Co-op, condo and HOA living represents a unique social arrangement; it’s a paid-for membership club and a home at the same time. Many people enter into this arrangement without a complete understanding of the responsibilities of membership. Others, fully aware of their community responsibility, volunteer to help guide, shepherd and monitor the health and welfare of the community by serving on association or corporation boards.
A typical single-family homeowner employs the skills of various professionals over the course of years to maintain and manage their home; attorneys, accountants, contractors and others as needs arise. The management of a large residential complex, one that may contain hundreds of units, often requires more complex skills. A single-family homeowner might require an attorney to close the purchase or sale of their property; an accountant to do their annual personal income tax; and a contractor to repave a driveway or fix a roof; In large residential complexes legal, accounting and other skills often come into play more frequently and in a more complex manner.
Those association or corporation members who volunteer their own time to serve on a board may not themselves have the skills, education, experience and time to provide the expertise for these functions. That’s why co-ops, condos, and HOAs have managing agents. But sometimes, unfortunately, things can go awry. As much as we don’t want to think about it – and rare as it may be – what is a board to do to keep everything on the up and up?
Your Fiduciary Responsibility
Tana Bucca, an attorney who represents co-ops and condominiums, and is a shareholder with Stark & Stark, a law firm with several offices in New Jersey, suggests the following as a rule of thumb for boards and board members in protecting themselves: “While an association board certainly has oversight responsibilities with regard to its management, they should be careful not to micromanage the manager. This is totally unproductive, and will create delay or even liability for the association or individual board members. We suggest that boards work together with management to create policies that clearly delineate the role of the manager and staff versus the role of the board itself. Perhaps the board, together with management, can work together to create a responsibility chart. The board should strive to meet regularly with the manager to discuss responsibilities, goals and expectations. Beyond this, the board can set a protocol for vetting vendors.”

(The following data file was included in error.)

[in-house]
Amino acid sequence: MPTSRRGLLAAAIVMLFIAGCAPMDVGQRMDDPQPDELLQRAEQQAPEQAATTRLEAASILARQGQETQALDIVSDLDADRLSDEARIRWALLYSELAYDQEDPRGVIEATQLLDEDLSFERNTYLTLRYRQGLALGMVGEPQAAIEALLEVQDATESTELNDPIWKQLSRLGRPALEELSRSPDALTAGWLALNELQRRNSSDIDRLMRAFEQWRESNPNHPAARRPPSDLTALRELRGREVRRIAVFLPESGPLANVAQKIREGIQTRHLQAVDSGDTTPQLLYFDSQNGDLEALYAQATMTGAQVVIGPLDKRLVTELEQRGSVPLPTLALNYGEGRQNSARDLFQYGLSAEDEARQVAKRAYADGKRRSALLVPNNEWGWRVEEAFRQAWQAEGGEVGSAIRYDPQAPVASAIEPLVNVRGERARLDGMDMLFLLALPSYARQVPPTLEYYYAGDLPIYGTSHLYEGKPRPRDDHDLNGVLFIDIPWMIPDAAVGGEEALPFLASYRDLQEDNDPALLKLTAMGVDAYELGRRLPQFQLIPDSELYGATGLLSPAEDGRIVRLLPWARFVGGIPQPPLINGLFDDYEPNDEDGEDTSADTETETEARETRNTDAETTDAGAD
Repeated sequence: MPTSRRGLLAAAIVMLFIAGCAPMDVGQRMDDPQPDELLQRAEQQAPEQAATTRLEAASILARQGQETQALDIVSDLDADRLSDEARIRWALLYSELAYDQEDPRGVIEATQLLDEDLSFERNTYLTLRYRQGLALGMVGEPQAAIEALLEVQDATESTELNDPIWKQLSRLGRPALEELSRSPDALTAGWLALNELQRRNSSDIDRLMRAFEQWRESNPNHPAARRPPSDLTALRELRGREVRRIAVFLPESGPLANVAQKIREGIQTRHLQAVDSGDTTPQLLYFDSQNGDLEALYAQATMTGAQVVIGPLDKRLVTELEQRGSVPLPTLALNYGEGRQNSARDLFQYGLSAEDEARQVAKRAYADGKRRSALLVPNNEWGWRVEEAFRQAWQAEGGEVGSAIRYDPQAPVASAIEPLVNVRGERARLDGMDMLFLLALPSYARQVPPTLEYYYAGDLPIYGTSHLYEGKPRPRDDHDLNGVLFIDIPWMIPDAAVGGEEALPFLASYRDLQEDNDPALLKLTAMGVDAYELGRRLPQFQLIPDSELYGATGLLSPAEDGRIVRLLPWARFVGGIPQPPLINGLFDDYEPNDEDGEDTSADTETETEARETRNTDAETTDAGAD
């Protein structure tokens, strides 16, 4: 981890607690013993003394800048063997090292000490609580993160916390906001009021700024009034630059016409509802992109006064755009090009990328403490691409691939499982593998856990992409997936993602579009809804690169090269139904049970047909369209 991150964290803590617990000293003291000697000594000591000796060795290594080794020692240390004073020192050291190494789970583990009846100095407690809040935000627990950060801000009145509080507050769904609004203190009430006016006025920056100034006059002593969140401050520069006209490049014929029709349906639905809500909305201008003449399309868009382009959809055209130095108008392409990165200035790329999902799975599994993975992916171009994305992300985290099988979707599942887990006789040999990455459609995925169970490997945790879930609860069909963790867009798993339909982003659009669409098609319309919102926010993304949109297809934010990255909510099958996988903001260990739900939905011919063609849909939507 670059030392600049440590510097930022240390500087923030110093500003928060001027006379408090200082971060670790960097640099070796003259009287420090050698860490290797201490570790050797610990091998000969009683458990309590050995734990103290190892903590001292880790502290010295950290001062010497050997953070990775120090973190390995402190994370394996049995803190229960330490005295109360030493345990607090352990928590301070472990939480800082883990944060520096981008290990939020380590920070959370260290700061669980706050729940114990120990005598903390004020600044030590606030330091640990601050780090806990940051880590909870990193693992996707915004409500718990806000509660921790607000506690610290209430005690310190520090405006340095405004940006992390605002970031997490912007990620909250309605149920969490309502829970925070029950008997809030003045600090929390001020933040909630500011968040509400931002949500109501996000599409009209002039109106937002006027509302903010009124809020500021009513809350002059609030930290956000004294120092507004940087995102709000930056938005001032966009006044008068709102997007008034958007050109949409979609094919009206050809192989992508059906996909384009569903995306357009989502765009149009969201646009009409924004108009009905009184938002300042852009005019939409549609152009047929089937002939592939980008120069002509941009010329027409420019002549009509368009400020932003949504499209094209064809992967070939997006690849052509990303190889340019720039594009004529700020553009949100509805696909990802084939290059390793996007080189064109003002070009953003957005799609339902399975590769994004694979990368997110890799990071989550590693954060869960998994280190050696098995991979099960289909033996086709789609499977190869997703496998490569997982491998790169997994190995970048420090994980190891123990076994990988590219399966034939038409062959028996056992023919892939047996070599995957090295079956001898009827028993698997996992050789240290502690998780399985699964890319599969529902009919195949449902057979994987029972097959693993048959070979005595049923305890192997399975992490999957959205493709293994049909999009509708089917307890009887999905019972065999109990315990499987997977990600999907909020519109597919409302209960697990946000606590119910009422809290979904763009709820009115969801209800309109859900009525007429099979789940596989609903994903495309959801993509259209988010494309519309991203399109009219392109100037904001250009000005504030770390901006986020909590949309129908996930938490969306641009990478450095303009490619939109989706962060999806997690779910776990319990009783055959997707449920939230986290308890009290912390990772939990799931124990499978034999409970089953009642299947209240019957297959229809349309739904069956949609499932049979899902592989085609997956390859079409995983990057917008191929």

Arlen Lasinsky is a director in the Advisory Services Group of Marcum LLP, an international accounting and advisory firm based in New York City. He and his firm offer forensic accounting services, and he says a condo association’s board “Is ultimately responsible for whatever happens. They have the fiduciary duty to do what’s proper. They have to do their due diligence.” But, he continues, “The board should rely on their management company to refer vendors. The management company and the manager have the connections and the expertise to locate the best vendors for a job. There should be two levels of vetting; first by the management, and then by the board.” Perhaps most importantly, Lasinsky points out that like all vendors, “The management company is a not a substitute for the board. They are a contractor the board hires as well.”